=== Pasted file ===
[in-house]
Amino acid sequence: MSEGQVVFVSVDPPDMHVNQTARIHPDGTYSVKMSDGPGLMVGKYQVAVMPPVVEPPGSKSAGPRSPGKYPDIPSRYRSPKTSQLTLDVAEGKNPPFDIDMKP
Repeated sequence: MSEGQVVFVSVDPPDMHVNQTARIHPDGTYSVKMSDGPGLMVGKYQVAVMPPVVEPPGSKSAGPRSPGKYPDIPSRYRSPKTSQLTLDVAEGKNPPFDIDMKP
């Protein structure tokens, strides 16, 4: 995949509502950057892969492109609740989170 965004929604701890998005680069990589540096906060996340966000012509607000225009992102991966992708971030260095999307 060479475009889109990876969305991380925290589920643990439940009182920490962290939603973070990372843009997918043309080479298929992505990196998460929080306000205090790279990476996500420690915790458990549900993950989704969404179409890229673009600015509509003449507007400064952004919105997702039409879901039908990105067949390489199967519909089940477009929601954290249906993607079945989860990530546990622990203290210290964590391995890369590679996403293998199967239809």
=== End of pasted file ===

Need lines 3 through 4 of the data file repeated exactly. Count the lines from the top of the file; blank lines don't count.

Repeated sequence: MSEGQVVFVSVDPPDMHVNQTARIHPDGTYSVKMSDGPGLMVGKYQVAVMPPVVEPPGSKSAGPRSPGKYPDIPSRYRSPKTSQLTLDVAEGKNPPFDIDMKP
């Protein structure tokens, strides 16, 4: 995949509502950057892969492109609740989170 965004929604701890998005680069990589540096906060996340966000012509607000225009992102991966992708971030260095999307 060479475009889109990876969305991380925290589920643990439940009182920490962290939603973070990372843009997918043309080479298929992505990196998460929080306000205090790279990476996500420690915790458990549900993950989704969404179409890229673009600015509509003449507007400064952004919105997702039409879901039908990105067949390489199967519909089940477009929601954290249906993607079945989860990530546990622990203290210290964590391995890369590679996403293998199967239809």